Indiana Probation Violation Consequences
Violating probation is a serious action that should never be taken lightly. Fortunately, an experienced probation violation attorney in Indiana can help you avoid harsh penalties and get your life back on track. If you need an Indiana probation violation attorney, call the Law Office of B.D. Williams now at 317-953-2199.
A probation violation occurs when an offender who is on probation does something that breaks the terms or conditions of the probation. In Indiana, probation is taken very seriously and, when that probation is violated, it can result in significant penalties, including:
- Paying fines
- Receiving extended probation
- Serving jail time
- Serving all of your backup time
To try to reduce these penalties, contact our Indiana probation violation lawyer.
What Is Probation?
Probation is a sentence imposed by the court as a jail or prison alternative. As part of a probation sentence, an offender is released either to a home, an approved residence, a halfway house or a residential treatment facility. As a condition of release, the offender agrees to abide by certain rules and follow specific guidelines. These guidelines are traditionally referred to as the “conditions of probation.”
Based on the conviction or plea agreement, the terms of probation can vary greatly. The most common conditions of probation are:
- Reporting monthly to a probation officer
- Adhering to curfew
- Paying court costs and restitution
- Completing drug treatment
- Attending mental health counseling
- Performing community service
- Refraining from associating with any convicted felons
- Refraining from committing any new crimes
- Reporting any interaction with law enforcement
- Refraining from changing your residence or leaving the county without written permission from your probation officer
Fortunately, when you are sentenced to probation, you are allowed to continue to live in the community as long as you follow the conditions and requirements of your probation. You will be closely supervised by a probation officer, who will be tasked to make sure you follow the conditions of your probation. It’s best that during your period of probation, you follow every stipulation as well as keep open communication with your probation officer.
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What Is Probation Violation?
“Probation violation” refers to the act of knowingly and willfully breaking the terms of your probation agreement. Probation may be violated in several different ways, depending on the terms of your probation.
Some common probation violations include the following:
- Failing to appear at a scheduled court proceeding
- Failing to report to your designated probation officer at the scheduled time and place
- Failing to pay restitutions or fines that were ordered by the court
- Being in possession of, or using, or selling illegal drugs
- Committing another crime while on probation
- Getting arrested, even if there were no criminal charges
- Violating restraining orders
- Leaving the state or traveling outside the designated probation area without permission
- Being too close in proximity to protected individuals or places that are specifically designated in your probation agreement
How Many Times Can You Violate Probation?
There is no set number of times that you can get away with violating your probation. In most cases, it will be up to the discretion of your probation officer whether they report the violation to the judge. If the violation was minor and it was your first violation, then they may not report it to the judge and you may get off with just a warning. However, if you continue to violate your probation or if you violate it in a serious manner, you may have your probation revoked altogether.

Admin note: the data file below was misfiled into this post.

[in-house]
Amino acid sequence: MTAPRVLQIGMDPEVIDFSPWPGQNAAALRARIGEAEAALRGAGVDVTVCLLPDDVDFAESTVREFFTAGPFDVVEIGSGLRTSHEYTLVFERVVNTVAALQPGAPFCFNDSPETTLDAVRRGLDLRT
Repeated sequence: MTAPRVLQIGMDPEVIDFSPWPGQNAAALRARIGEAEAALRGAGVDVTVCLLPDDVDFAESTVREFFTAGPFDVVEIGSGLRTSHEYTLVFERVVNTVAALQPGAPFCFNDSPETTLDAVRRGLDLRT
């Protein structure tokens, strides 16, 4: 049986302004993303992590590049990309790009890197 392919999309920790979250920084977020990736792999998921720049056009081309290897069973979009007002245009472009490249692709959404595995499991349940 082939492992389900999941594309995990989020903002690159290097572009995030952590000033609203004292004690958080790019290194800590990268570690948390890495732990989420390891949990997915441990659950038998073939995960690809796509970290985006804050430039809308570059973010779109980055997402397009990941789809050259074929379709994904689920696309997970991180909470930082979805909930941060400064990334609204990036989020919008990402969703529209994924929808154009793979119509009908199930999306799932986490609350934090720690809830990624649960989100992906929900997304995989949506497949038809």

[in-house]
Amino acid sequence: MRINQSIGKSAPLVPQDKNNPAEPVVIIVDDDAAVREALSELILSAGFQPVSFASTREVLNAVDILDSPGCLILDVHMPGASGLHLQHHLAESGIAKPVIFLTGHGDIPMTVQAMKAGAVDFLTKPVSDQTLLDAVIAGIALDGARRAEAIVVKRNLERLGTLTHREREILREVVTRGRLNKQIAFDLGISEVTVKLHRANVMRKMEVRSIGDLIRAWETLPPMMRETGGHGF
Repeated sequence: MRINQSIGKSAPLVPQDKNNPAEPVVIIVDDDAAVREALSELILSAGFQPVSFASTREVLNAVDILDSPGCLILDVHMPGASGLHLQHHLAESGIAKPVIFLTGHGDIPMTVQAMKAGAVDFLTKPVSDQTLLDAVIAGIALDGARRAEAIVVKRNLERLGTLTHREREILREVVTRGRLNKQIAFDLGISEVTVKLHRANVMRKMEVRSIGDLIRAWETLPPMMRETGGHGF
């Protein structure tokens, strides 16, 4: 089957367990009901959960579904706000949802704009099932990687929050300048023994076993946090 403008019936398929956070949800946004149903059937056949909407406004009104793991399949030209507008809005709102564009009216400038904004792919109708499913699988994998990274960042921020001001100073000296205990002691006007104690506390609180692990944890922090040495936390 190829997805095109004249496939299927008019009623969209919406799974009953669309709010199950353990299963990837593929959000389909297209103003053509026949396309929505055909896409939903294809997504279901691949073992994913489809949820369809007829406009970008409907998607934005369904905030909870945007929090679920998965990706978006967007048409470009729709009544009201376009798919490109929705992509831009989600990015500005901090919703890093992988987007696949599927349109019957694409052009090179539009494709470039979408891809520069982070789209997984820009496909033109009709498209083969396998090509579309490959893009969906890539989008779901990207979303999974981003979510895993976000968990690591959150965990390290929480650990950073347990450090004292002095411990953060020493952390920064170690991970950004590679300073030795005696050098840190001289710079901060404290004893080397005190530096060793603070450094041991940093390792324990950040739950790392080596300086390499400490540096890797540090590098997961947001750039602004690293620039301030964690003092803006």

What Happens If You Violate Probation?
Violation of your probation agreement may not automatically result in jail time. Sometimes, you may be assigned a different consequence, depending on the nature of your violation. If you violate your probation and your probation officer decides to report the violation to the judge, then you will have to appear in court for a probation hearing. If you are found guilty of the violation, then you will be sentenced.
Some common Indiana probation violation consequences include:
- Revoked probation
- More jail time or a return to prison
- Longer probation period
- Increased penalty for the original offense
- Revoked bond for future arrests
- Ankle monitor requirement
- More frequent testing for drug and alcohol abuse
- Additional required counseling or rehabilitation classes
Can A Probation Violation Be Dismissed?
The best way to beat a probation violation or get your violation dismissed is to hire our Indianapolis criminal defense attorney to represent you in your probation hearing. He can fight on your behalf if you unintentionally or unknowingly violated your probation agreement. By Indiana law, the prosecution must be able to prove that you violated your probation “by a preponderance of the evidence.”
How To Clear A Probation Violation Warrant
A probation violation warrant is a warrant for your arrest that can be issued when either you violate your probation or the judge believes there is a risk that you could flee the state. The best way to clear a probation violation warrant is to turn yourself in and receive a scheduled court date for your hearing. Once your hearing is held and the issue is resolved, your warrant will be cleared. In some cases, if the violation was minor, then the judge may also allow you to get out on bail until your hearing.
Reach Out To Us
If you are facing charges for violating your probation, you need the help of a skilled probation violation lawyer in Indiana. Call attorney Brian Williams today at 317-953-2199 for a free initial consultation.